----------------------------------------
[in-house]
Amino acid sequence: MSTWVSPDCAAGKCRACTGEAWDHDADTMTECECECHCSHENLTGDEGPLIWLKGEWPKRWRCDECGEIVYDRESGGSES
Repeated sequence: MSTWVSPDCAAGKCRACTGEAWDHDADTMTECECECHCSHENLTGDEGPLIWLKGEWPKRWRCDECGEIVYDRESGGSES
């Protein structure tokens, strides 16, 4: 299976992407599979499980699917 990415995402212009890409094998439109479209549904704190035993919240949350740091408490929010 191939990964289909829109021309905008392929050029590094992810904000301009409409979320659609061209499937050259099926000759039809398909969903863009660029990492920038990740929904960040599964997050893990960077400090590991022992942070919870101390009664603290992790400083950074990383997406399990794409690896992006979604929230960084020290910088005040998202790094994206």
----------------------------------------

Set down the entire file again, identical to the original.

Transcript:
[in-house]
Amino acid sequence: MSTWVSPDCAAGKCRACTGEAWDHDADTMTECECECHCSHENLTGDEGPLIWLKGEWPKRWRCDECGEIVYDRESGGSES
Repeated sequence: MSTWVSPDCAAGKCRACTGEAWDHDADTMTECECECHCSHENLTGDEGPLIWLKGEWPKRWRCDECGEIVYDRESGGSES
């Protein structure tokens, strides 16, 4: 299976992407599979499980699917 990415995402212009890409094998439109479209549904704190035993919240949350740091408490929010 191939990964289909829109021309905008392929050029590094992810904000301009409409979320659609061209499937050259099926000759039809398909969903863009660029990492920038990740929904960040599964997050893990960077400090590991022992942070919870101390009664603290992790400083950074990383997406399990794409690896992006979604929230960084020290910088005040998202790094994206």